Review: 187 – One Eight Seven (1997)

187 – One Eight Seven (1997)

Directed by: Kevin Reynolds | 119 minutes | drama, thriller | Actors: Samuel L. Jackson, John Heard, Kelly Rowan, Clifton Collins Jr., Karina Arroyave, Lobo Sebastian, Jonah Rooney, Tony Plana, Jack Kehler, Demitrius Navarro, Ebony Monique Solomon, Yannis Bogris, Dominic Hoffman, Martha Velez, Method man

Can you still make a film with a rather jaded story and theme interesting, in short, distinguish yourself from the rest? Well, if you’re Samuel. L. Jackson and you have amply proven yourself as an actor. The thin story about youth gangs that make life miserable for students and teachers at school and the tormented teacher who just wants to practice his profession has already resulted in many action films. In fact 187 is, but the extremely strong acting and the heavy atmosphere lift the print above the average.

The great asset of the film is Jackson’s phenomenal acting. In a role that we are not used to from him, Jackson plays the part of a depressed teacher who no longer finds any pleasure in his work. After being stabbed in the back and going through a long rehab, teacher Trevor Garfield (Samuel L. Jackson) decides to start over at a different school. But even in his new workplace, Garfield cannot escape the violence and juvenile delinquency. In the end, the teacher decides to take the law into his own hands. So it’s a revenge movie. As mentioned, the story is very weak and a kind of copy of earlier high school movies. The only noteworthy fact is that the story is based on a book by an ex-teacher.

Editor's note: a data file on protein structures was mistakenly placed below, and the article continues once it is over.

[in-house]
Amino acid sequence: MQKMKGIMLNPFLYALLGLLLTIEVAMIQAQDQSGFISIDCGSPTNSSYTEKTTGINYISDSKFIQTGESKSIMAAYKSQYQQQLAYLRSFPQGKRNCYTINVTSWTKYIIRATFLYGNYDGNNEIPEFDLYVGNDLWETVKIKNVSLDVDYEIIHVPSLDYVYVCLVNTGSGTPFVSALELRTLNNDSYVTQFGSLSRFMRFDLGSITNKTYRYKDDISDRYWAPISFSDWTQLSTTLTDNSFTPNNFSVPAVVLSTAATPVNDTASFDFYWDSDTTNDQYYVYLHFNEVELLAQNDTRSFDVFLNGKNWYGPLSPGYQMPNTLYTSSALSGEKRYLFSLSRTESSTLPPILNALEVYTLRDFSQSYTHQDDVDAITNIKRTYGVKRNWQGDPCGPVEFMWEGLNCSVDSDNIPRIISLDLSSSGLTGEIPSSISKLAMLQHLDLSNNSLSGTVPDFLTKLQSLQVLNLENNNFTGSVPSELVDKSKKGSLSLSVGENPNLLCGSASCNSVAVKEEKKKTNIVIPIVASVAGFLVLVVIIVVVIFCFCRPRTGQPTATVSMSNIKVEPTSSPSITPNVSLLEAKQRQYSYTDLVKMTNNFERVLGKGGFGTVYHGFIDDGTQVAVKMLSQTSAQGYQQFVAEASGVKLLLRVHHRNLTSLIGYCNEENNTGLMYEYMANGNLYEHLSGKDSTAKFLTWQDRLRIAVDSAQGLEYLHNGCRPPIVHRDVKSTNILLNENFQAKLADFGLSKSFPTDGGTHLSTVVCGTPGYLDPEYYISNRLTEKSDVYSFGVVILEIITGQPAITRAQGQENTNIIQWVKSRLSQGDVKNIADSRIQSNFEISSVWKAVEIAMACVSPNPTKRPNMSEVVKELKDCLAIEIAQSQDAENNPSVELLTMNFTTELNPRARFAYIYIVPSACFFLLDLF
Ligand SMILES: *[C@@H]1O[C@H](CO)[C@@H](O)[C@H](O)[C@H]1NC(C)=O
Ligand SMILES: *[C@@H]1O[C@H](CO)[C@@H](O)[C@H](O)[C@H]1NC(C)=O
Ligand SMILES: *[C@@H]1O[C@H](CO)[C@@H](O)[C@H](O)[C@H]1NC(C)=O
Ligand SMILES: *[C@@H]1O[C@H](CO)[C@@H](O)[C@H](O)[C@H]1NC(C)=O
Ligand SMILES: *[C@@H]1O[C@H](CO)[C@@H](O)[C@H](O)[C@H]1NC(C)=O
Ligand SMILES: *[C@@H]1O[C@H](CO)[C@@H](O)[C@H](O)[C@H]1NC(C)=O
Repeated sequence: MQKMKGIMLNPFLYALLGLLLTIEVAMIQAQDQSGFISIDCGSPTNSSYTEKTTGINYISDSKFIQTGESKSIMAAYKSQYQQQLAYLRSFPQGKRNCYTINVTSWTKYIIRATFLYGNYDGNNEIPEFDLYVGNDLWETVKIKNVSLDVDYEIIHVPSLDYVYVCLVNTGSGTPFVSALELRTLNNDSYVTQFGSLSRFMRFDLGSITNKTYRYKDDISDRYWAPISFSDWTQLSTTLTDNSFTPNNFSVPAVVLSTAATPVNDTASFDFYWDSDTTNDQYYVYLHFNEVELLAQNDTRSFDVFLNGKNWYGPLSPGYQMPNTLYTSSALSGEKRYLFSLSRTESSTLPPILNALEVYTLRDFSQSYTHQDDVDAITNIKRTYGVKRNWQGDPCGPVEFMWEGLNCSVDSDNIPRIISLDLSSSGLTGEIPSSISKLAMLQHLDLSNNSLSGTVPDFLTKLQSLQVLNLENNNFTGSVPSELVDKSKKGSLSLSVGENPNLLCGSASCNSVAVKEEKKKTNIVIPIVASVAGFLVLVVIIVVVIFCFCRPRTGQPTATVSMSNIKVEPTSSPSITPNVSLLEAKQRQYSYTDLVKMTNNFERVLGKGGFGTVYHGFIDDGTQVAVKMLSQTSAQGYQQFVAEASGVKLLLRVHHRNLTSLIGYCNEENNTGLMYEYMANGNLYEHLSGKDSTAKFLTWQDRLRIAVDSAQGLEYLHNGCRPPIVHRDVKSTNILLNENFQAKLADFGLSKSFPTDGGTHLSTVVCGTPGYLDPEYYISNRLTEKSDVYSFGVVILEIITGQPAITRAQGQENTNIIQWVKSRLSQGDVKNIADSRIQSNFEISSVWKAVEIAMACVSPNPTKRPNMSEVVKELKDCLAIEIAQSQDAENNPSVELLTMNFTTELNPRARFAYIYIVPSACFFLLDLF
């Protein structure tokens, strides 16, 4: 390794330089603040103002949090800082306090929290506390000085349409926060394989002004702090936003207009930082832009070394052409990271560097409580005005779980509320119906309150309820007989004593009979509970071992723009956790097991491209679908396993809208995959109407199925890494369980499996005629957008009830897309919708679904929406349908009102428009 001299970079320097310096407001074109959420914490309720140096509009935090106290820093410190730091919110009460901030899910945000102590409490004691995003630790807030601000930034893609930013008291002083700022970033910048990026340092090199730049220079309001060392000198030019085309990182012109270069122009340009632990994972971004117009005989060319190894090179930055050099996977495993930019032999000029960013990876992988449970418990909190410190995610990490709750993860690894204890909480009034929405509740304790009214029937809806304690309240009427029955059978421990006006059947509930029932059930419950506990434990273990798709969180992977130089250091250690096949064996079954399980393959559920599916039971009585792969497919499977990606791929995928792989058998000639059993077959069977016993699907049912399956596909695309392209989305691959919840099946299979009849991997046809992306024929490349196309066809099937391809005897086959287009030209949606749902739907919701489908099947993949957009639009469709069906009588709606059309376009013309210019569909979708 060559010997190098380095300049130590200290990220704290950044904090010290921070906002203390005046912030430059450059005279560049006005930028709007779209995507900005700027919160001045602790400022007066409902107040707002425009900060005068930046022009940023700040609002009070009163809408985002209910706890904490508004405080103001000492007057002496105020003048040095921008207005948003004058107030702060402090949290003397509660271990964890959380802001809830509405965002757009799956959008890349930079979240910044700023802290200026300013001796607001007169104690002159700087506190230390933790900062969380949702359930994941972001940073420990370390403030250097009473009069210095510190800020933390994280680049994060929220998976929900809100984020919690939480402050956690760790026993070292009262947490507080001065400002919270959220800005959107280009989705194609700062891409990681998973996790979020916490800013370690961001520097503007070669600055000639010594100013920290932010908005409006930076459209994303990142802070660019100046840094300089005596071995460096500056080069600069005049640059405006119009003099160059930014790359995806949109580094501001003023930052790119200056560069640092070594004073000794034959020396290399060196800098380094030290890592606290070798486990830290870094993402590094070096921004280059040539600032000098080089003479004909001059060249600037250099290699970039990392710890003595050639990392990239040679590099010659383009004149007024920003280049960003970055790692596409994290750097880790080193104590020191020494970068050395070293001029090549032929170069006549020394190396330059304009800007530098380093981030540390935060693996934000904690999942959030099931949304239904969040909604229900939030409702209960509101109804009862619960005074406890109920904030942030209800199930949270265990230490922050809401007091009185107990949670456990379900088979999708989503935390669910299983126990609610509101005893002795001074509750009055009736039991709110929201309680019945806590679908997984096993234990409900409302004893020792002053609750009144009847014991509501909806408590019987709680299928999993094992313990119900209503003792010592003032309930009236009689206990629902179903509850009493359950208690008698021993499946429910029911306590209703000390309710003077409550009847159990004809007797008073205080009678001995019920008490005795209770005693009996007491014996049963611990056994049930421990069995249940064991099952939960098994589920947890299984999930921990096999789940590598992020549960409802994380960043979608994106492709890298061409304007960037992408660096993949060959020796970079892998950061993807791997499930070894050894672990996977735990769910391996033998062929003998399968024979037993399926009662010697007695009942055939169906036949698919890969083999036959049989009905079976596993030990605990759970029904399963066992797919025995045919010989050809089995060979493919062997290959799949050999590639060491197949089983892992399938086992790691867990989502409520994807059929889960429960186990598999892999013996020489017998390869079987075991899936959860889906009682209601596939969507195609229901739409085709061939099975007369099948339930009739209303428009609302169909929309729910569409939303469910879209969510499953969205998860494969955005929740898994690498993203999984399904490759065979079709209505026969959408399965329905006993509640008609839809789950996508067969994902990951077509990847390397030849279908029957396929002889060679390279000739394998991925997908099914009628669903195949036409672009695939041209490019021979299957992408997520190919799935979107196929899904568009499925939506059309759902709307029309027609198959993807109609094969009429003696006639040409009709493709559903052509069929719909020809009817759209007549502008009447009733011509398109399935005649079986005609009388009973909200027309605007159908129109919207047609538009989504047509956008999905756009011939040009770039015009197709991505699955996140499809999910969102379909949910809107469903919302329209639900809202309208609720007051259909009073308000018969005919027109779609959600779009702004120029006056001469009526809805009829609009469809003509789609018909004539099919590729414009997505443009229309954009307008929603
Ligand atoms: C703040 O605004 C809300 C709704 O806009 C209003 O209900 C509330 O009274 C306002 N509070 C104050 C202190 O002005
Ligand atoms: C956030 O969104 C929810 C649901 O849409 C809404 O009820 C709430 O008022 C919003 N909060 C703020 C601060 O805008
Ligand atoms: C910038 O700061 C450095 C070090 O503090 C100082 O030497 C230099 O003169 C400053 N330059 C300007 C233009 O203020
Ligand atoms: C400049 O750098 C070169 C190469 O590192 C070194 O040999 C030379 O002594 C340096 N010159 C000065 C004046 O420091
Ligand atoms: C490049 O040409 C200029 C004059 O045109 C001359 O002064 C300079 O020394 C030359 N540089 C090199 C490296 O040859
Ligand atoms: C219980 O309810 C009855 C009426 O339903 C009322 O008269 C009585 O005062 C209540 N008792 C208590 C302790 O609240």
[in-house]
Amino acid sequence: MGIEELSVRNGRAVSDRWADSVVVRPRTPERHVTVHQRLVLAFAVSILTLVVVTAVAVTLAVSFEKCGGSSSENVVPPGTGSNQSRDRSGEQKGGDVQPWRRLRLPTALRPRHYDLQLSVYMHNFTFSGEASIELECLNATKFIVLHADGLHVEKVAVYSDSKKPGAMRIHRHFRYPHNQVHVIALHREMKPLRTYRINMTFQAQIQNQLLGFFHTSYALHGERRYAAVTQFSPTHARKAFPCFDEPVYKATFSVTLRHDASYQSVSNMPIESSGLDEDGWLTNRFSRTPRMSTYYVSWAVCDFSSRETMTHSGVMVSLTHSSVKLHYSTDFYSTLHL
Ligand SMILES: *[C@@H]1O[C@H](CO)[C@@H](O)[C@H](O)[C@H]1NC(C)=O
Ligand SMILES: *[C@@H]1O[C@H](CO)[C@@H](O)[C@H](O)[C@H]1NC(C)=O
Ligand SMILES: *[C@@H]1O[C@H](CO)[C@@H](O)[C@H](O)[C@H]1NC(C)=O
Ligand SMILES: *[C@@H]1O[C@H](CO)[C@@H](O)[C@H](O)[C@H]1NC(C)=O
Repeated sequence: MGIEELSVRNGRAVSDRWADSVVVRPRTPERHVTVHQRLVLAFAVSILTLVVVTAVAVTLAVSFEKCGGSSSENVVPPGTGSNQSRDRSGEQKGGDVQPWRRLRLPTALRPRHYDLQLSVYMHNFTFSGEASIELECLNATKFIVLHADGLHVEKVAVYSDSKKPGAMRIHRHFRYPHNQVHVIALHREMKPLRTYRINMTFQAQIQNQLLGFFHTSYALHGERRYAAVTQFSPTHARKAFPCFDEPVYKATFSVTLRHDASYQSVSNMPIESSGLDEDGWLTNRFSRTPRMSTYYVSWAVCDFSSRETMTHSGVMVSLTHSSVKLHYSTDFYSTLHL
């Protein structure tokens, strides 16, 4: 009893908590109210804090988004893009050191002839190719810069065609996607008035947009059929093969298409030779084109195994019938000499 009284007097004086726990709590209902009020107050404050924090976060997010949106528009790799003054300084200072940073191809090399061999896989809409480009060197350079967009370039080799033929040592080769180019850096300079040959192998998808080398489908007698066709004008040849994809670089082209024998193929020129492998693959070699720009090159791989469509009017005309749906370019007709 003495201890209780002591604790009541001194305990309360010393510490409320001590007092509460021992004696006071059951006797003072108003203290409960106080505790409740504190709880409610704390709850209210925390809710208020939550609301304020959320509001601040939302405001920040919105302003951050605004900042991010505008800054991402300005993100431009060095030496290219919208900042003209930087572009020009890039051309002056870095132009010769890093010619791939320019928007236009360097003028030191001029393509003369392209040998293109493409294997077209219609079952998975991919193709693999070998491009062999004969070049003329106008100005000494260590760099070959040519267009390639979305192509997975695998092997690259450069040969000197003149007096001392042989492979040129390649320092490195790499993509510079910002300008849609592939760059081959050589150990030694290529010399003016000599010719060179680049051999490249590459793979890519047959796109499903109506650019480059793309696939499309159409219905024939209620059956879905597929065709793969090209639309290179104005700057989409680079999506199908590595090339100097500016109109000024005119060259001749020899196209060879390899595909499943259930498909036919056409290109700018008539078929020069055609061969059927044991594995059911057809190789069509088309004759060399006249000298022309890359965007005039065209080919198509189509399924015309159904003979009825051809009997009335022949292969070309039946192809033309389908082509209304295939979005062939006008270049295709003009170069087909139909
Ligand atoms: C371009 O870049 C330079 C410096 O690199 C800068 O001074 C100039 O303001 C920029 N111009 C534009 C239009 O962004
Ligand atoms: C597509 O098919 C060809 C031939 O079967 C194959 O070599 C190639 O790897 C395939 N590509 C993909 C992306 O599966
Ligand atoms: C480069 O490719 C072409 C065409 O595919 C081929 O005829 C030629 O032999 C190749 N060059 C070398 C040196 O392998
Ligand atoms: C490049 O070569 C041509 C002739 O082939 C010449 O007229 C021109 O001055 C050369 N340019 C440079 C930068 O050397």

What the film is quite convincing in is in the portrayal of the characters. Jackson in particular is impressive and plays very subdued. It quickly becomes apparent that this actor is actually carrying the entire film, as the rest of the cast isn’t always sure what to do with their stereotypical roles. Their playing isn’t bad, but they don’t really stand out from the intense acting of the protagonist. John Heard still manages to make some sense of his role as a perverted teacher who has crossed the line between good and evil. In addition to Heard, Clifton Collins Jr. as a Latino gang leader, despite the rather clichéd one-dimensional character, Collins Jr. yet to give a charismatic interpretation to his character.

The atmosphere of the print also plays a very important role. Dark tones, gray close-ups and sober music enhance the melancholy, desolate ‘feel’ of this production. In this film there is no room for humor, or a liberating light-hearted scene. The viewer is sucked into the downward spiral of unhappiness as the main character experiences it. The atmosphere is grim, dark and uncomfortable and can best be compared to that of the revenge film ‘8 mm’. The great thing about this approach is that as a viewer you remain involved in the experiences of Garfield, despite the unbelievableness of the story.

Ultimately, ‘187’, the police code for murder, has become a one man show. Jackson is the binding factor of this print, which, without a skilled actor, got bogged down in an average action film.

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